necessary to come to you.
Q16 Peter Viggers: How significant
is the influence of ministers over statisticians in government
departments? To what extent is the principle that statistics should
be free from political influence compromised? Is it possible to
answer that general question?
Professor Rhind: We think that,
first of all, there is a widespread perception issue that ministers
interfere in everything and that that certainly is manifested
in the response that the Office for National Statistics got to
their Omnibus survey where the very low percentage of people believing
that the figures were not fiddled came out. I think it is clear
that ministers do have some strong influences on statistics and
examples of that are, first of all, that ministers decide which
statistics are to be classified as national statistics and thereby
to be created following a process which is related to the code
of practice and supposed to meet the code of practice. More than
halfit is rather difficult to be preciseof British
Government statistics are not produced by the Office for National
Statistics. In other words, they are produced in whatever manner
the department deems to be the right manner to create those and,
as I say, the ministers decide which ones are to be so labelled
and to meet the code of practice. Ministers also decide a number
of issues about release practices within the code of practice
and they also, in some senses, decide which statistics are to
be created, or be collected. There is no question that ministers
do have some real impact on this and we have always taken the
view, for example, that ministers should not decide on which statistics
are to be produced in accordance with the code of practice.
Q17 Peter Viggers: If the National
Statistician were granted greater authority over government department
statistics, would this help to neutralise ministerial influence?
Professor Rhind: Certainly we
think it would be a helpful step forward if the National Statistician
had some greater authority over statistics created across the
piece. As I said a moment ago, I think probably more than half
of official statistics are created outside of the Office for National
Statistics, which is where the National Statistician has direct
line management responsibility. She has influence in various forms
across statisticians elsewhere as Head of the Government Statistical
Service. She certainly has some influence in the development of
staff and so on, but her real authority is pretty modest.
Q18 Peter Viggers: Often the statistics
are all correctI am thinking of crime statistics, a well
known case. Every time the crime statistics come out, Opposition
parties say crime is up, pointing at one figure and Ministers
say that crime is down, pointing at another. Does anybody have
any role in blowing the whistle on this dispute and saying, "The
whole piece is not being reflected"?
Professor Rhind: That is a very
timely question. As it happens, we were having presentations by
Home Office statisticians this morning about explaining the nature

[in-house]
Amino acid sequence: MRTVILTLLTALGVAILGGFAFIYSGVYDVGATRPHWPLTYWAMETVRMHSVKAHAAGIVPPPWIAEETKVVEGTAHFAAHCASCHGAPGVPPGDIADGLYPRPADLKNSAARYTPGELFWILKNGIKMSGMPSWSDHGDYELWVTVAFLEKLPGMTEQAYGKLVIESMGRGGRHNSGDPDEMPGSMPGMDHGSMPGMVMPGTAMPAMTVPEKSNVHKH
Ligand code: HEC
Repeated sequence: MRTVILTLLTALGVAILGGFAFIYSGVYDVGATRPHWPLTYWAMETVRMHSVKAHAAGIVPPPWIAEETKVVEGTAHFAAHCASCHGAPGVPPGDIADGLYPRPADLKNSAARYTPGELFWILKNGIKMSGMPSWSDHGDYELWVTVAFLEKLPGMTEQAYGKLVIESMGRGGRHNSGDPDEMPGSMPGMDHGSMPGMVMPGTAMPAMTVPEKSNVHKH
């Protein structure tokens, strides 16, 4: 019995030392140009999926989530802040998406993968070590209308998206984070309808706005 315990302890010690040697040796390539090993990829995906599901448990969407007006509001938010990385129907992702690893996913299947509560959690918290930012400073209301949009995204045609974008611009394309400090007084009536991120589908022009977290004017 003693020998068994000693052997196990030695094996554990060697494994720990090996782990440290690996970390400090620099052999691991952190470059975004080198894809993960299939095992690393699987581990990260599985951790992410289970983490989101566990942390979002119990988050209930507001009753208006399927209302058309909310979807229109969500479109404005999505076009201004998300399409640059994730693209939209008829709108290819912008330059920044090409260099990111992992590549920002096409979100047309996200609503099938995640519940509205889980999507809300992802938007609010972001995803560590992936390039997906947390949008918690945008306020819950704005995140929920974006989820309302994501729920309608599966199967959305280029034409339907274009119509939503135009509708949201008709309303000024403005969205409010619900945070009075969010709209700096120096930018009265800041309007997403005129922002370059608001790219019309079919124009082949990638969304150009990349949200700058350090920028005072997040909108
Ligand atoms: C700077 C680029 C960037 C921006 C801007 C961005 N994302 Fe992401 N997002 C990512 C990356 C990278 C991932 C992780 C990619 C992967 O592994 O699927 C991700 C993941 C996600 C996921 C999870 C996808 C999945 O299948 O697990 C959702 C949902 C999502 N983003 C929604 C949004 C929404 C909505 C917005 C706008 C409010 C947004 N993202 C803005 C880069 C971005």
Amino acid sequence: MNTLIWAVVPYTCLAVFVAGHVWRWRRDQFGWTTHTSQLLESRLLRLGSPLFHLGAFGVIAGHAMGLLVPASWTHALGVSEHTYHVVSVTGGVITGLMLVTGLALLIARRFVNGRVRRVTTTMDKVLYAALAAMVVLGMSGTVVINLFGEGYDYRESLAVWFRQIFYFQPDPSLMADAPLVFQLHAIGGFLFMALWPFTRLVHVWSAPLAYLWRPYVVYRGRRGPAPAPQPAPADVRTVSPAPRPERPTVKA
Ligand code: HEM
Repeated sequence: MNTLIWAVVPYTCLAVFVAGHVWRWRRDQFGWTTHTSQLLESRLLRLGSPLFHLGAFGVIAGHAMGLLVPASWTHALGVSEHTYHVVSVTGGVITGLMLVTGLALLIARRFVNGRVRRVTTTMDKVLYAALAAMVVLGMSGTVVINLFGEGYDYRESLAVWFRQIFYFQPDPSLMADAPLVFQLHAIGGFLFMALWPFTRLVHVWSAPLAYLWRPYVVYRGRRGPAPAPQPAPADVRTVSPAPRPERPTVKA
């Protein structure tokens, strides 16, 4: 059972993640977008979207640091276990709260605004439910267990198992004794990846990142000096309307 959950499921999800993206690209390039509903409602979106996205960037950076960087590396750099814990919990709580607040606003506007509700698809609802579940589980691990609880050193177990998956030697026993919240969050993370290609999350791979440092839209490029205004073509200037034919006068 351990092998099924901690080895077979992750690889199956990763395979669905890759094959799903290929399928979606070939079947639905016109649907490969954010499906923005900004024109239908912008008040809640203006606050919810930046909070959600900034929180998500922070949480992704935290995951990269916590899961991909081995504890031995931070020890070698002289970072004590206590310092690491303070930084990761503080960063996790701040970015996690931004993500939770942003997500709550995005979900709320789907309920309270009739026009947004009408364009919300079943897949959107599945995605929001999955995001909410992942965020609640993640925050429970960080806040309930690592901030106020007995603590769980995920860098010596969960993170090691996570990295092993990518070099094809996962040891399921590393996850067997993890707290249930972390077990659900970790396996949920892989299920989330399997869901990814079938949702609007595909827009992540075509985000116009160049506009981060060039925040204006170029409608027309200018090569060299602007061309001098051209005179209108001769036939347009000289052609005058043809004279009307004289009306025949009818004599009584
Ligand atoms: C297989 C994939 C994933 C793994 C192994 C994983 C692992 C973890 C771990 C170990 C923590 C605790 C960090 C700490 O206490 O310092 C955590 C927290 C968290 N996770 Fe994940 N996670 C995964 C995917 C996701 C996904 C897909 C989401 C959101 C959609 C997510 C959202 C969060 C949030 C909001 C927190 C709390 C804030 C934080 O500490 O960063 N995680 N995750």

of the different sources of evidence and what they mean, and so
on. I think generally we believe that the quality of British statistics
as a group, insofar as you can talk about all of them, is probably
getting a bit better. In some respects, actually, they are as
good as anywhere else in the world, but what we are most worried
about at the moment is exactly the issues raised; in other words,
reasonable interpretations out of the statistics. We have seen
a number of examples where what has been said, for example in
the media, bears no relationship to what came out in statistical
releases and descriptions of the statistics. I think there is
a very major issue about whom you can trust to interpret statistics
and how do you get simple, clear but reasonable messages out of
Mr Alldritt: At present we are
in the early stages of a review of crime statistics, which by
Christmas we expect to have pinned down about five or six issues
that we will want to look at in greater depth. It seems highly
probable that one of those is going to be exactly this issue of
how to extract messages or interpretations from the statistics
convincingly, in a way that will command wide confidence. We will
be expecting to make recommendations in this area.
Professor Rhind: May I turn to
my colleague, Commissioner Weale.
Mr Weale: Could I just add another
point on that note? This seems to me to demonstrate very clearly
the importance of having a means of disseminating statistics which
is not only independent but also visibly independentthat
the phenomenon you have described over crime statistics and the
way they are presented in different ways is, in my mind, associated
with the fact that statistics at large are not trusted by the
public and I think that would be helped by having more visible
independence in their presentation and interpretation.
Q19 Peter Viggers: So rather than
presenting a large well from which people can select their own
facts, you go some way to sifting this and producing some kind
Mr Weale: Well, you do that, but
it needs to be visibly independent of the political process.